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BART should extend to the Richmond District, says SF supervisor

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Logical and sensical request that, because this is San Francisco, is also unrealistic

Sky shot of the Richmond District, above Golden Gate Park. Photo by Mark Schwettmann/Shutterstock

The Richmond District has always been a tricky part of San Francisco insofar as public transportation goes. Covering a huge swath of the city, no underground transit runs to and from this large western chuck. Unfortunately, whenever an idea like this seems close to becoming a reality, a local business or resident shoots it down.

Now District One Supervisor Sandra Fewer, who has lived in the Richmond for over 50 years, is making it know that she wants BART to extend to her domain. According to a report in the San Francisco Examiner, Fewer and the San Francisco County Transportation Authority’s have requested a study on the possibility of BART expanding to the Richmond District.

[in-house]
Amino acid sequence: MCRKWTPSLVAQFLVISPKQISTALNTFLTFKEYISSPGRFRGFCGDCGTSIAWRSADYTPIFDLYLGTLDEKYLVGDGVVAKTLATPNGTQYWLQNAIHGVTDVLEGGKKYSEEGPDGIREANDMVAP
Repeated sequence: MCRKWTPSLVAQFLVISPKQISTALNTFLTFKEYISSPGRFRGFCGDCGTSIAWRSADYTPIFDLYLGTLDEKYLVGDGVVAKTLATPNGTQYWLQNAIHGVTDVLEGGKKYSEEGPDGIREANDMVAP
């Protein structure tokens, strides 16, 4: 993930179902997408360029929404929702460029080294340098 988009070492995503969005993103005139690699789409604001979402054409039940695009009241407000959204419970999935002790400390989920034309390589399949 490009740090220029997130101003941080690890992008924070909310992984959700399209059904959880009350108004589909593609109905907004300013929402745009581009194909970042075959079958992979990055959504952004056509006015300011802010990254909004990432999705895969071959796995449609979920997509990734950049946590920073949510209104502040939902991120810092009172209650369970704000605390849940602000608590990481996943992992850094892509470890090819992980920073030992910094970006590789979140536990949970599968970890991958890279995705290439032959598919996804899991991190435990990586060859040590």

“My residents can’t be connected to the East Bay easily. How long do you think I can ask my constituents to do that?” she told the Examiner, noting that public transit to Oakland from the Richmond requires a (grueling) 38-Geary bus ride to BART downtown. Hence one of the many reasons area residents prefer to drive.

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As SFist points out, “a recent study by the MTC revealed that approximately 16,200 Richmond District residents commute downtown on a public transit system designed to serve a maximum of 16,800.” And the number is expected to shoot up to an estimated 18,000 by 2040.

Were BART or Muni to snake to this part of the city, building height limits along the line might also increase; another potential bonus. But this is all a pipe dream for now. While Fewer’s request is in its nascent stage, the odds of it ever happening are pin thin.

Fewer’s request, as the Examiner explains, “is part of a Bay Area-wide planning process for Regional Measure 3, a potential ballot measure to request a toll increase of Bay Area bridges between $1 and $3 that's now being explored by the Metropolitan Transportation Commission."